On the same day TV carried pictures of Sunny Bill, it also showed Dark Dole in his harshly lit rehearsal room in Bal Harbour, Florida, a shadow slashing his face. True, Dole's dark, bushy eyebrows and deep eye sockets create an initial disadvantage, but that does not say much about the difference between the two campaigns: the difference is that one knows how to make pretty pictures and the other does not.

The first debate was simply a means to an end for Clinton. The true prize is creating a new Democratic Party out of the shattered remains of the old Republican one. Clinton intends to chip away at whole regions of the country that used to vote Republican (the West, the South), woo demographic groups that the GOP relies upon (moderate Republican women, Cuban-Americans) and court traditionally Republican interest groups (fat cat business people). Crushing Bob Dole has never really been the point of the campaign, although it will be necessary.

So the day after the debate, Clinton boarded Marine One in Hartford and choppered over to Stamford, a wealthy Connecticut town known for its corporate headquarters fifteen miles from Manhattan. The campaign staged the event in the three-tiered theater of a performing arts center, which not only lent it a little grandeur, but also provided professional lighting. The president was surrounded by a sea of blue-and gray-suited chief executive officers assembled to pay fealty.

Paul Allaire, the CEO and chairman of Xerox, stood at the microphone and said: "We each have a different reason for supporting the president. But we share a common view that the president is good for America and good for American business."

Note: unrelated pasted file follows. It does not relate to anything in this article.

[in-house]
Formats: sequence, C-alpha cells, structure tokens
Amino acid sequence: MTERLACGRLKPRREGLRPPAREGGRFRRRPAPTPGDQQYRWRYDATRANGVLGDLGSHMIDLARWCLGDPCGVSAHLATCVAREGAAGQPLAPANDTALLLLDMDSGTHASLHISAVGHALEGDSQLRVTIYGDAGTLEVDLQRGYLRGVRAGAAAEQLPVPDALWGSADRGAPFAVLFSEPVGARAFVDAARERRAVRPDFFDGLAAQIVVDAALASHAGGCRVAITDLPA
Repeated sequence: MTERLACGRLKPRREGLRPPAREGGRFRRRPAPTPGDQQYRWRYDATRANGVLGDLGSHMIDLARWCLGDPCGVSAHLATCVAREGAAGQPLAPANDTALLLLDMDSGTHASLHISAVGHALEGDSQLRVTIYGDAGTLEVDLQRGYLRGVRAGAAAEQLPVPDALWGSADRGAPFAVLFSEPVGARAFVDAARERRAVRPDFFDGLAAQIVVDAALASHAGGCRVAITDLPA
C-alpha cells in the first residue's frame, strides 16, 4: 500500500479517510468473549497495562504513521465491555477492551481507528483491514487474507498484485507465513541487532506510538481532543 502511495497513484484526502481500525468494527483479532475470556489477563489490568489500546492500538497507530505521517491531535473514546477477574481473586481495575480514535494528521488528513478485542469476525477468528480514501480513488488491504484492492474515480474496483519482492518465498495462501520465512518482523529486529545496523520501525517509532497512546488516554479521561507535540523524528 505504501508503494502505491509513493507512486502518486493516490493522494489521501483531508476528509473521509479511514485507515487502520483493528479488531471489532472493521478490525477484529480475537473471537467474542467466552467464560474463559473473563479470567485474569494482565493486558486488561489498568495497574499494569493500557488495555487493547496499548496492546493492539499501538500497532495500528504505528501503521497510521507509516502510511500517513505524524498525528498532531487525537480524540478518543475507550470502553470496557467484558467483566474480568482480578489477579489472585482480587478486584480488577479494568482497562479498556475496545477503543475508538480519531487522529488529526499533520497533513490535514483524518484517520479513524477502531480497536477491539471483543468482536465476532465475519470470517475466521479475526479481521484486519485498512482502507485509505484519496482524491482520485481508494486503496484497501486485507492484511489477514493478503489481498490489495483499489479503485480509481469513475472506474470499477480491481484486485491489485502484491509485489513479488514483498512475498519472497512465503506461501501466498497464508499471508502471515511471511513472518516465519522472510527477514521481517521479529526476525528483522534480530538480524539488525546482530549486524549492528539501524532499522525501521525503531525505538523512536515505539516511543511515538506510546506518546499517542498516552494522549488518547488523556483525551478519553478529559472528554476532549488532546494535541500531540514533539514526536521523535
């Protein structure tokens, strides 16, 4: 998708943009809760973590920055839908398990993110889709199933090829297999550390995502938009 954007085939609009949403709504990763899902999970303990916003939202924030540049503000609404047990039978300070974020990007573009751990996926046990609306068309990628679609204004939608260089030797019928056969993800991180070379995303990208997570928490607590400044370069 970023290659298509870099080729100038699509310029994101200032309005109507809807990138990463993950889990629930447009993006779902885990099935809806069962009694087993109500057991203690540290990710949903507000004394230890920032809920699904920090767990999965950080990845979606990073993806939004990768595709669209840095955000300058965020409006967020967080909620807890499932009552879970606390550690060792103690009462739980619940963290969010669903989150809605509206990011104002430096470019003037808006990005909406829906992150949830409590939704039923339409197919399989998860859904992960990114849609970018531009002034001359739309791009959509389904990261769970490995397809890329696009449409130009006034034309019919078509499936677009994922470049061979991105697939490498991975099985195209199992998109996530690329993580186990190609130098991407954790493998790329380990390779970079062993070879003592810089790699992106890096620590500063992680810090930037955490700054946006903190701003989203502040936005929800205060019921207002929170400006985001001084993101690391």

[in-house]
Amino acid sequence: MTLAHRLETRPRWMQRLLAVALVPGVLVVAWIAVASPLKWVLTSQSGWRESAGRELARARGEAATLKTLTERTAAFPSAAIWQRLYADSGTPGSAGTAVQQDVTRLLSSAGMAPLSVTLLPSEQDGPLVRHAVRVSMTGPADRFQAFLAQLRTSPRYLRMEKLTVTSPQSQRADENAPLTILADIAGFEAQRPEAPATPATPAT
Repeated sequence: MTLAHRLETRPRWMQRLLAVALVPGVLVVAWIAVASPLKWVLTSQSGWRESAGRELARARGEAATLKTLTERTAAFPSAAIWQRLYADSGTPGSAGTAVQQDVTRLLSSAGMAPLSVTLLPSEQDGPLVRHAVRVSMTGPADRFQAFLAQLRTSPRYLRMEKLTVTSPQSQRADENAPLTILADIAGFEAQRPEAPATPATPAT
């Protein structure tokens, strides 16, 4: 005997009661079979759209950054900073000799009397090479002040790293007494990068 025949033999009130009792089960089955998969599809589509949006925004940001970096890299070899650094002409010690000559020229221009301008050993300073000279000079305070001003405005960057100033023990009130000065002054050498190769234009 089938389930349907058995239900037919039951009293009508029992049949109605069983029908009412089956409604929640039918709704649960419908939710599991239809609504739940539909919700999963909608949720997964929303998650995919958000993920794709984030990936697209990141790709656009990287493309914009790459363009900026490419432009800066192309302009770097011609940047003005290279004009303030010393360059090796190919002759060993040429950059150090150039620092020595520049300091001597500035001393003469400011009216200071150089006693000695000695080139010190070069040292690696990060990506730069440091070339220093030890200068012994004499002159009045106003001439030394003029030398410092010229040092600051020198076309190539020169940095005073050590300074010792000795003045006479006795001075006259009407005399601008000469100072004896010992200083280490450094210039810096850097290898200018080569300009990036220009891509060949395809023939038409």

The audience exploded into applause, accompanied by hoots and hollers. Hoots and hollers from CEOs! Bill Clinton smiled, tossed his head back and laughed. William Esrey, chairman and CEO of Sprint, marched to the lectern next. Esrey, a Republican, is also the largest employer in the state of Kansas, the state Bob Dole calls home. "As a business leader, the invitation to come here today produced a dialogue within my company which I'm sure has been echoed in board rooms across America," Esrey said with a smile.

The audience burst into laughter. Sure, plutocrats don't usually endorse Democrats, but they can read an Electoral College map. And they've decided Bill Clinton is someone with whom they can do business. While there is little doubt that more big and small business people support the Republican Party than the Democratic one, 1996 is intended to be the start of a long-term shift. "Bill Clinton is good for American business!" Esrey said. "And he's not just good for American business, he's good for America!"

Clinton walked to the lectern. "I have wondered for years why the Democratic Party should not have at least as much or more support from American business as the other party," he said. The theater rocked with applause.

"I think there is a problem developing in their ranks," White House spokesman Mike McCurry said, "about traditional sources of Republican support drying up. [It] has got to be a little dispiriting for them."

Dispiriting? Naw. Bob Dole will go to San Diego days early to prep for the next debate, which will be held October 16. And that, too, will be a turning point. That, too, will be a decisive moment. That, too, will begin his upswing, his surge. His campaign simply has to make the right moves. Like when they flew master debater George Bush down to Florida to prep Dole for the last debate.

Actually, it made sense: Richard Nixon was unavailable.

Roger Simon is a nationally syndicated columnist whose book on the 1996 presidential campaign will be published next year by HarperCollins.


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By Roger Simon